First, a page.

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Juraj Rattaj — Lay-off

JURAJ RATTAJ

Juraj’s seemingly trivial dialogue about vacation time serves as a background for a broader conflict of the contemporary perception of the concept of time. New technologies that radically compress time and space, automate processes, improve effectiveness, production and accumulation and promise more time for creativity, regeneration, contemplation and personal development. Is this all just an illusion that will bring us even more binding mechanisms for new manufacturing, accumulation, investment, absorption and consumption? What should and will the nature of time and our dependency on it look like in the times of automatisation and replacement of creative human potential?

Juraj comments on this dilemma with a fragmented interior of a wrecked cable car cabin. It houses a steel construction sculpture whose formal and material dispositions resemble a robot. Its head contains a display screen with a hand-modelled portrait that is supposed to insinuate human-like authenticity. However, this only humanly authentic element is depersonalised, estranged, alienated, just like today’s socio-technological reality. The portrait enclosed in glass suggests transparency, reachability and control and can be observed only through its reflection which even more isolates its human essence. Can we feel compassion for something so inanimately human? How will technology influence our social reality and human interaction with other humans and technology?

TOMÁŠ ROUBAL

Tomáš’s commentary on contemporary social and cultural phenomena is always accompanied by strong and expressive sculptor’s language. The artist’s approach towards his materials as well as the final form of his creations suggest “primitive”, even “primordial” artistic forms of expression. The simplicity of Tomáš’s art is even intensified with the use of raw materials, such as concrete or metal. His approach towards raw materials and design even aggravates the message for the viewer. However, his approach towards his work is not rough, he pays a lot of attention to detail, curves, lines, but at the same time, it almost satirically borders with the design of “everyday household decorations”.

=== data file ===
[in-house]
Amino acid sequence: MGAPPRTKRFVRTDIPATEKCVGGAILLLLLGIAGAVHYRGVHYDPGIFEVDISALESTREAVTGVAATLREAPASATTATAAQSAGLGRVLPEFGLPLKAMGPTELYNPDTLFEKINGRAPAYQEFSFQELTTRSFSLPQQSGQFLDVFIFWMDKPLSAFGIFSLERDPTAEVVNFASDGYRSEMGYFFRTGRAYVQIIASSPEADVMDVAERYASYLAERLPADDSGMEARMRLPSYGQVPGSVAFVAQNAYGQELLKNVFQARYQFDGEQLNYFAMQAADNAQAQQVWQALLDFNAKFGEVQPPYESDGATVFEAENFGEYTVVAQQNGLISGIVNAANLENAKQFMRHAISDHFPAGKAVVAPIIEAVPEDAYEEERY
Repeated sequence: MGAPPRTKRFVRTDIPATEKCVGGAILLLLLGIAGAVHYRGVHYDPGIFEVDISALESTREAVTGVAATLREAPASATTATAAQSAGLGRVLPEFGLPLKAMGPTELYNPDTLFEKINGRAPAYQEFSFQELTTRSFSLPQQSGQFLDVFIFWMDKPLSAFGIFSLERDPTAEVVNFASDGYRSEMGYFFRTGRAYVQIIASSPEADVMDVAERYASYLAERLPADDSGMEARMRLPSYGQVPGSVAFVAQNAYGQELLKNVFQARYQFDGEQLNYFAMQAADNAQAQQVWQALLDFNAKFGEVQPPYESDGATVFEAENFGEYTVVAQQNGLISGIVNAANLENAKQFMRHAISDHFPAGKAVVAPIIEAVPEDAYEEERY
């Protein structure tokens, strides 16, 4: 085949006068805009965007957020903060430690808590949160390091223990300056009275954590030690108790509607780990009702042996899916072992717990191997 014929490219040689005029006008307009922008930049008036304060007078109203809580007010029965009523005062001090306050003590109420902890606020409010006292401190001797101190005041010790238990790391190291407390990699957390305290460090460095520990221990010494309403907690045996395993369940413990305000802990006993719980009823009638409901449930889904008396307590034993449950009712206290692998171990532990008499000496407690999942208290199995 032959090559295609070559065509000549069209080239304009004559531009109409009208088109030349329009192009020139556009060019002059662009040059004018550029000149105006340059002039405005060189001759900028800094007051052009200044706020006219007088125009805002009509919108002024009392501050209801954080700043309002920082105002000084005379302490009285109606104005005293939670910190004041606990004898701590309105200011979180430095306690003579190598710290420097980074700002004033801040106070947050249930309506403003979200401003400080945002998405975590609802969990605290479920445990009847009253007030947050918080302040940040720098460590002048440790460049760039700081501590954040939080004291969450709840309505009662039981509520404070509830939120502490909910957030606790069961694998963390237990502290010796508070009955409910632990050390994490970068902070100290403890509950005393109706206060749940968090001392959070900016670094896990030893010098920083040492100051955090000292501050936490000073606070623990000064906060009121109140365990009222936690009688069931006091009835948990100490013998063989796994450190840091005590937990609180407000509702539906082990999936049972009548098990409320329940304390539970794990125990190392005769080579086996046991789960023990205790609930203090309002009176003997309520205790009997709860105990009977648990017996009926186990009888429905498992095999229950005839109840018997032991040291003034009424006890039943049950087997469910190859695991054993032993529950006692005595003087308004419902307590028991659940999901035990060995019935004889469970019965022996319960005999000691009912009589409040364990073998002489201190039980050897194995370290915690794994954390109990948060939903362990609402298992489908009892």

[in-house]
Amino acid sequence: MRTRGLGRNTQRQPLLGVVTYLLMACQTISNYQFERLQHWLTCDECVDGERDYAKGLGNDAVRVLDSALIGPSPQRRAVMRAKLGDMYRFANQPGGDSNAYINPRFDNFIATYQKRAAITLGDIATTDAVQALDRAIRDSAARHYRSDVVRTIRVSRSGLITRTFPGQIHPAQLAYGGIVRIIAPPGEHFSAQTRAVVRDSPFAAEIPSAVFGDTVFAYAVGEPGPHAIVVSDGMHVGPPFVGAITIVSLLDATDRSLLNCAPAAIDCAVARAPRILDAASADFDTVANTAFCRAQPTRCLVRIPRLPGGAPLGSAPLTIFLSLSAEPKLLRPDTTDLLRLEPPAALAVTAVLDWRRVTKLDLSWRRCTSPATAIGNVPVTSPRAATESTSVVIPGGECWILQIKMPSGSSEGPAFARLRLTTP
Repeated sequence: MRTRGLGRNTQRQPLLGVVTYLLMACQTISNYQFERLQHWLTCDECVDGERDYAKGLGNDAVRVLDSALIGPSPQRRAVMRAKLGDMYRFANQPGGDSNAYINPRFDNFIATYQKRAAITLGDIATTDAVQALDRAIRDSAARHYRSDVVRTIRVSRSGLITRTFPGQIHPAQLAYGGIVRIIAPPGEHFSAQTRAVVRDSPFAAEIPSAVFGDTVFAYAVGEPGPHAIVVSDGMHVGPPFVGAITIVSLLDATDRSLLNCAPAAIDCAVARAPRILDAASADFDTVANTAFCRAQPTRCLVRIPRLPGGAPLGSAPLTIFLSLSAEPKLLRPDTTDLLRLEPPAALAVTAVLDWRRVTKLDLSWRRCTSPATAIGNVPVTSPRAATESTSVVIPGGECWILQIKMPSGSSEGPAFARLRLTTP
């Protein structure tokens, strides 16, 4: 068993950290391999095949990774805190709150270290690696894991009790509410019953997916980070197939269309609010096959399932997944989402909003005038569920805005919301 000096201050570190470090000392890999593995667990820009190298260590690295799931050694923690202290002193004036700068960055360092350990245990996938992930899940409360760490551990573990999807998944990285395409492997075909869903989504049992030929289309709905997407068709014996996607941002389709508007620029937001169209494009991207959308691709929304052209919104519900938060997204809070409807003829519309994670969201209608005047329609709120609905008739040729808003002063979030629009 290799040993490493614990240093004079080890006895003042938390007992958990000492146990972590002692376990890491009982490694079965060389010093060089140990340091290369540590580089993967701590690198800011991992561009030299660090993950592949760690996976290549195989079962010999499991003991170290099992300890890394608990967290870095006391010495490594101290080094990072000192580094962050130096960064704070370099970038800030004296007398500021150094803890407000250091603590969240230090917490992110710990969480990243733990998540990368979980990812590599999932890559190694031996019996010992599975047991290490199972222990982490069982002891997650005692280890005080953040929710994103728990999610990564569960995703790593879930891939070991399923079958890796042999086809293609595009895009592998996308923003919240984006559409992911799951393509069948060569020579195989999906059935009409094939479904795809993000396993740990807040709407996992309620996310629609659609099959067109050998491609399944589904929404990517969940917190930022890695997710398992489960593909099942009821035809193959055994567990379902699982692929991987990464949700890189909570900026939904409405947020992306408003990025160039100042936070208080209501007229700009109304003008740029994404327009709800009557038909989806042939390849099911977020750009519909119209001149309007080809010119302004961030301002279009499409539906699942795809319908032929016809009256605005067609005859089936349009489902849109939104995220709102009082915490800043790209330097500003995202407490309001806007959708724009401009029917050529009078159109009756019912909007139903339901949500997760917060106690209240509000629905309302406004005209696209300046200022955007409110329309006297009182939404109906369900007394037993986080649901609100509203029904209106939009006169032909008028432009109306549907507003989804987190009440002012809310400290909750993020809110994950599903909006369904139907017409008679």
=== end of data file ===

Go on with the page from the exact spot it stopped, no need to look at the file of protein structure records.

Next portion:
His brutal and archaic language is in strong, even contradictory contrast with Tomáš’s concepts and themes. His straight commentary on current social and economic changes serves as a collective memento of our time which is meant for future generations. These “artefacts” of contemporary values and phenomena, which we often adore collectively, are supposed to serve as a future archeological site. At the same time, the archaistic approach ironises and satirises their up-to-date status as the reason why they seem important collectively.

JURAJ RATTAJ (1984)
The artist and gallerist Juraj Rattaj graduated from AFAD in Bratislava in Sculpture in 3D Virtual Space and in Architecture, from a studio led by professor Patrik Kovačovský. During his studies he also took a two-term fellowship at the Department of Intermedia, led by Ilona Németh. Some of his most important exhibitions include: See Through Your Finger (2018), in cooperation with Jaroslav Kyša, Kunstraum Super, Vienna; The Fellowship of the Hive, the Schaubmar Mill SNG, Pezinok; Material on the Go (2017), Tvar Gallery, Brno. Since 2011, he has been managing an artist-run gallery called HotDock which focuses on short presentations of young artists and has hosted over fifty exhibitions so far. He lives and works in Bratislava where he is currently working on his doctoral degree at AFAD.

TOMÁŠ ROUBAL (1982)
The painter and sculptor Tomáš Roubal graduated from AFAD in Bratislava in Printmaking and Other Media, from a studio led by professor Róbert Jančovič in 2008. During his studies, he took fellowships in Vienna, Austria and Trier, Germany. Some of his most important exhibitions include: Price/Value (2018), HotDock Gallery, Bratislava; Hostility, Altán Klamovka, Prague; Factory (2017), Berlinskej model [Berlin Model], Prague; Czech Diorama (2017), Nevan Contempo, Prague; Exposition (2017) with Juraj Rattaj at Prague’s Flexup Gallery and Galerie Kód [Code Galley]. His book titled Black Book, which basically does not contain any text, received the Most Beautiful Book of 2012 award from the Ministry of Culture of the Czech Republic. He lives and works in Prague.


The exhibition has been supported using public funds provided by Slovak Arts Council. The Council is the leading partner of the project.